Jolly Cinema > 16:00


Introduced by

Ross Lipman (restoration curator) and Maxime Grember (Cinémathèque Afrique / Institut Français)


Monday 26/06/2023


Original version with subtitles


Film Notes

The directorial debut of Desiré Ecaré, who, together with Georges Keita, Timité Bassori and Henri Duparc was one of the trailblazers for the emergence of an Ivorian cinema. Concerto pour un exil is the first in the “castigare ridendo mores” series, a sort of humanistic comedy in which the director wanted to depict ironically the social and psychological alienation of African youth in France at the end of the Sixties. The same intent would reappear in his subsequent À nous deux, France (1970) and Visages de femmes (1985), which would earn the recognition of French critics. Born in a suburb of Abidjan, he arrived in Paris in 1961 thanks to a study grant. His formative experience was with Jean Marie Serreau’s troupe Le Toucan, with whom he would stage such plays as Aimé Césaire’s A Season in the Congo and Brecht’s The Exception and the Rule. During the same period, he graduated from IDHEC along with Henri Duparc, who would also play a role in Concerto pour un exil. Ecaré shot the film making use of notes in a notebook and improvising with the non-professional cast and crew. “I did not want to make an ethnographic film about exile. I wanted to speak about my generation. A generation which every day resists cultural assimilation and knows that it has no future in its own country. A disenchanted generation, but also a deeply cultured and courageous one.”

Cecilia Cenciarelli

Cast and Credits

M.: Desiré Ecaré. F.: Maurice Perrimond, Tristan Burgess, Toussaint Bruschini. Mus.: Gilles Dayvis, Pierre Cheriza. Int.: Hervé Denis (studente africano / sindacalista), Claudia Chazel (moglie dello studente), Henri Duparc (amico dello studente), Sokou Camara (ambasciatore), Bitty Moro (Yao, lo spazzino), Michael Lonsdale (attore teatrale). Prod.: Argos Films, Les Films de la Lagune. DCP. D.: 30’. Bn.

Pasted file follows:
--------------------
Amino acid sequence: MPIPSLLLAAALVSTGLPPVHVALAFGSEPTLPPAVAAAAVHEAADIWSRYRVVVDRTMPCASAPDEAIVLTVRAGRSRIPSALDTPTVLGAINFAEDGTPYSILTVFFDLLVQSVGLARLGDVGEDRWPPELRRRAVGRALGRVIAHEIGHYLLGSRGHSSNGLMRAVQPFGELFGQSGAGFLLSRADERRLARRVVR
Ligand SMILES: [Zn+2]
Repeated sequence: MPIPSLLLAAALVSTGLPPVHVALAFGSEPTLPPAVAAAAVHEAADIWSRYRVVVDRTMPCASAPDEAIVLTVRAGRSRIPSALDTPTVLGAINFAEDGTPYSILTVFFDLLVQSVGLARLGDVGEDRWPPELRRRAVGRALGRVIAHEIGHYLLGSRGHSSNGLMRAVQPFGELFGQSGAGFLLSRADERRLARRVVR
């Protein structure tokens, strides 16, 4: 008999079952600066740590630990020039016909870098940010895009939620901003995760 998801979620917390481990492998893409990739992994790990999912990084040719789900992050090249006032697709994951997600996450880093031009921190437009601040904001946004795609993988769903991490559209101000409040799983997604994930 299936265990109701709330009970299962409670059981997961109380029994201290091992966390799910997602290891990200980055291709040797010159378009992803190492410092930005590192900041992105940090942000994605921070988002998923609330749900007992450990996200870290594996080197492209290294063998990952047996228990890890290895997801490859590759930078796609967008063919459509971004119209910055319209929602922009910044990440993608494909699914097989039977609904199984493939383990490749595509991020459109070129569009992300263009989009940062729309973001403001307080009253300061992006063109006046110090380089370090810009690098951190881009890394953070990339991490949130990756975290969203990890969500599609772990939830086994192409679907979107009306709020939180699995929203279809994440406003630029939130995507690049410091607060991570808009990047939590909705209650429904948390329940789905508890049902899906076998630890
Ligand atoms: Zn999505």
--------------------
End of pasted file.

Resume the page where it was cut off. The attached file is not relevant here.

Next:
Film Notes

A tracking shot follows a young man as he walks along the side of a gently sloping road. Hands in his pockets, he proceeds barefoot with a pair of Converse on his head. Ambient sounds and the barking of an off-screen dog are swallowed up by the sound of percussion and tribal song. The camera gradually approaches him as he turns around and signals to thumb a ride. Over his extreme close-up, the soundtrack blends magnificent tribal harmonies, Yoruba percussion and the sound of a harpsichord playing Henry Purcell’s Ground in C Minor. The music here introduces the story’s two locations (United States and Nigeria), whose images (in the present and in the form of memories and flashbacks) alternate throughout the film, mapping the protagonist Gabriel’s identity. The rest of soundtrack continues to make use of this process of synthesis; like his better-known brother Peter, the composer and polyinstrumentalist David Schickele entrusts it with the task of articulating and supporting the film’s cultural and racial discourse, also on an emotional level.
“1968: Martin Luther King, Robert Kennedy, Bobby Hutton are amongst the recent dead”; this text is superimposed as we again follow the young man from behind; then, in a parallel montage with two children in a forest carrying jars on their heads, we read “In Nigeria the civil war is entering its second year and no end is in sight”. The white smoke of the factories against the blinding light of the morning skies allows us to glimpse the outline of San Francisco while the young man finally finds someone to give him a lift. We are barely into the third minute of the film when a caustic dialogue with the biker – half-way between Sembène’s Borom Sarret and a parody of Easy Rider – subverts the tone of the prologue. With one eye on cinéma vérité, the European new waves and early Cassavetes, and the other on African pioneers like Sembène, Ecaré and Hondo, Schickele not only condemns the reactionary and racist America which will later frame Gabriel on the slightest of pretexts, but also the liberal America of progressive intellectuals who quote McLuhan and Malraux but lapse into rhetoric and misunderstand the deeper meaning of human experience. With irony, poetry and a delicate touch, Bushman leads us into the darkness of the beginnings of an odyssey. And for days, you are unable to think of anything else.

Cecilia Cenciarelli

Cast and Credits

Scen.: David Schickele. F.: David Myers. M.: Jennifer Chinlund, David Schickele. Int.: Paul Eyam Nzie Okpokam (Bushman), Elaine Featherstone (Alma), Lothario Lotho (fratello di Alma), Ann Scofield (ragazza conosciuta al bar), Jack Nance (Felix), David Schickele (Mark), Donna Michelson (Diane), Patrick Gleeson (Marty). Prod.: The Bushman Company, The American Film Institute. DCP. D.: 73’. Bn.